This is gibberish, folks. This is full-fledged gibberish that CNN put on television last night as expertise, and they don’t know what they’re talking about. Neither the host nor the guest. But we’re not finished because we have one more sound bite, and that is, “Whose fault is all this?” The question from the anchor is this: “Trump has rolled back Obama-era regulations. It would be one thing if the U.S. government did nothing to fight climate change. It’s quite another to see it actively working to make climate change worse.” So that’s the question.

Trump is making climate change worse because we backed out of Paris, which had no teeth and did nothing. There isn’t a single climate change accord which would do anything to lower temperatures because it’s not possible to do it. But yet because we’re pulling out of Obama regulations, Trump is now actively working to make the environment worse, actively working to make it hotter, actively working to make climate change worse, and here’s the learned answer.

PHOENIX: We have a history of Republican presidents actually taking environmental action. You had Nixon created the EPA.

VAUSE: He did! Yes!

PHOENIX: You had Ronald Reagan dealing with chlorofluorocarbons. You had George W. Bush who actually, uhh, dealt with cap and trade —

VAUSE: Mmph!

PHOENIX: — to put in limits —


PHOENIX: — so that we could help deal with these sort of challenges that we’re facing. And Trump is, I’d say, the first president in recent memory, probably ever, who has actively worked against a conservative principle —

VAUSE: Right!

PHOENIX: — which is to conserve the natural environment.

VAUSE: Yeah!

RUSH: Right. Again, a total incorrect mis-definition of “conservative” and “conserve,” and this is never what they mean when they start ripping conservatives anyway. But, I mean, this is classic. In the meantime, you have all of this, I mean, genuine ignorance. Neither of these two have the slightest idea what they’re talking about, and it’s all over prime time television even though it’s CNN and nobody saw it.

In the meantime, they’re out there saying that I am telling people to ignore the hurricane because it’s just a bunch of hype to promote climate change, which is what this babe did. “It’s a great time to be in the environmental business!” What the hell does that mean on any of this. You think this is bad? Wait ’til you hear. We’ve got people blaming Trump for the response to Hurricane Florence, and I don’t know if you know it yet, but Hurricane Florence hasn’t hit yet, and so there hasn’t been any “response” to Hurricane Florence actually making landfall.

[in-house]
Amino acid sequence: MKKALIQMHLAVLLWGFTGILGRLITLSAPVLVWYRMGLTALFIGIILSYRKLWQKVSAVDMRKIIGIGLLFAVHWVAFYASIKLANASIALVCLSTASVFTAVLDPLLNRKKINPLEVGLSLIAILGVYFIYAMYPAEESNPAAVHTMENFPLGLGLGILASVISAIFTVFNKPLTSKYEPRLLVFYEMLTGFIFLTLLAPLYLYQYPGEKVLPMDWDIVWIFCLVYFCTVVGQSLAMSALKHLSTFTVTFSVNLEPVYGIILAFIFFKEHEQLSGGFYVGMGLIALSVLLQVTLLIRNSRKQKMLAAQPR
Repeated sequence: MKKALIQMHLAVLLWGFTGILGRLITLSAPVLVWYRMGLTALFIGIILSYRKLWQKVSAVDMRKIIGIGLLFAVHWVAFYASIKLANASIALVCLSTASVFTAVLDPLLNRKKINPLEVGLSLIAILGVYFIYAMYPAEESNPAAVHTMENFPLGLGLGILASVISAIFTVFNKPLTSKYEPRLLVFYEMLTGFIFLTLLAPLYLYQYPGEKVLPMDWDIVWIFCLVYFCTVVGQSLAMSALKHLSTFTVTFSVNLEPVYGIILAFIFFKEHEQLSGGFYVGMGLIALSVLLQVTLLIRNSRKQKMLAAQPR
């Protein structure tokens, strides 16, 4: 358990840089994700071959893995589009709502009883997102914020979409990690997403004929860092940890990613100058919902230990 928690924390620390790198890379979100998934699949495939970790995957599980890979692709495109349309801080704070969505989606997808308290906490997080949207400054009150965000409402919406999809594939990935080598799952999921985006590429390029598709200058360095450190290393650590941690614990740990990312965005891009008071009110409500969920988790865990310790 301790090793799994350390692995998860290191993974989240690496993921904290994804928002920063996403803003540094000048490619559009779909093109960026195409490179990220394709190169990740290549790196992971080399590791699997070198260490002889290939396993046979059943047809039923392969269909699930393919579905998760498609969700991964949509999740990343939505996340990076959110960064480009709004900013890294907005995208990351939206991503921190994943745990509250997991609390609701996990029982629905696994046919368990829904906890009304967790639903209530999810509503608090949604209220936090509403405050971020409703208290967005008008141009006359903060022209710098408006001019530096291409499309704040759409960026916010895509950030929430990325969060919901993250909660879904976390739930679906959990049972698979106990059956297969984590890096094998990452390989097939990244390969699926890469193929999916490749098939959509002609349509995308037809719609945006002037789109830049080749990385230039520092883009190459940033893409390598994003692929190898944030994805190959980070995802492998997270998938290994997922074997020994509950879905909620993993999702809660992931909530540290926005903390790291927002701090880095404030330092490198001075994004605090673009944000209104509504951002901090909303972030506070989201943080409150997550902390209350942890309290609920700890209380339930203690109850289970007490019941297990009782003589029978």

Oh, that reminds me of another thing. I said something yesterday that you heard in the excerpt from yesterday’s program that these hurricanes from the first moment when you see the cone, when they’re first forecast, I can’t recall a one of them that’s actually ever hit where a four-day, five-day, six-day forecast predicted it would hit. This is not to be critical, folks. It’s just a recognition that these things are too complex and massive to be able to predict precise. That’s why the cone is 200 miles wide. They don’t…

I mean, they can’t narrow it down any more than that. If they could, they would. This is not a criticism. It’s an acknowledgment of what is. I know some people in North Carolina and I told them a couple days ago. They were panicking. I said, “My best guess is that this is not gonna hit where they’re saying it’s gonna hit today. It’s gonna move. The track is gonna move between now and when it hits,” and sure enough it has. That high-pressure area is so strong, it’s actually turning — and forecasts show that the hurricane is going to stop moving northwest.

It’s gonna pause and then turn back southwest, and it’s gonna start perhaps hugging the North Carolina-South Carolina coast before it goes inland. That is one powerful high-pressure area that’s steering this thing back to the southwest, when it’s basically on a north-northeast track right now. But if you go back and you look at the forecast tracks four or five days ago, they were practically right at Wrightsville City, North Carolina, splitting the state.

And I was telling the people that live in North Carolina, “It isn’t gonna be that,” and it isn’t. I’m not saying they’re making it up. Do not misunderstand. I’m just saying forecast changes as it gets closer. The data becomes more accurate, becomes more reliable — and sure enough, the forecast track changed late yesterday afternoon. There was one model, the European model, the ECMWF, that started moving south and west. They decided to follow it, decided to trust it, and that’s what the track is now.


RUSH: So now people are confused between the jet stream and the Gulf Stream. The jet stream is a flow of air at rapid speed at altitude, and it does go around the globe from east to west — or west to east, rather. The Gulf Stream is water. The Gulf Stream is off the coast of Florida. And when you get out to it, you can see it. And it basically runs north to south or northwest to southeast. And the Gulf Stream is actually like a conveyor belt. It runs all the way very close to the U.K. and on the surface and then comes as a conveyor belt back to Florida underneath it.

And it is crucial, the Gulf Stream is crucial in keeping temperatures in the U.K. moderate. It limits their winters ’cause it carries warm air with it on the surface. And of course there was a report not long ago that we were destroying the Gulf Stream because of climate change. And nothing could be further from the truth. The Gulf Stream is as strong and powerful as ever. The jet stream, it alternately dips south, stays in Canada, depending on winter or summer, but it has nothing to do with the tropics and climate change for this hurricane.

Pin It on Pinterest

Share This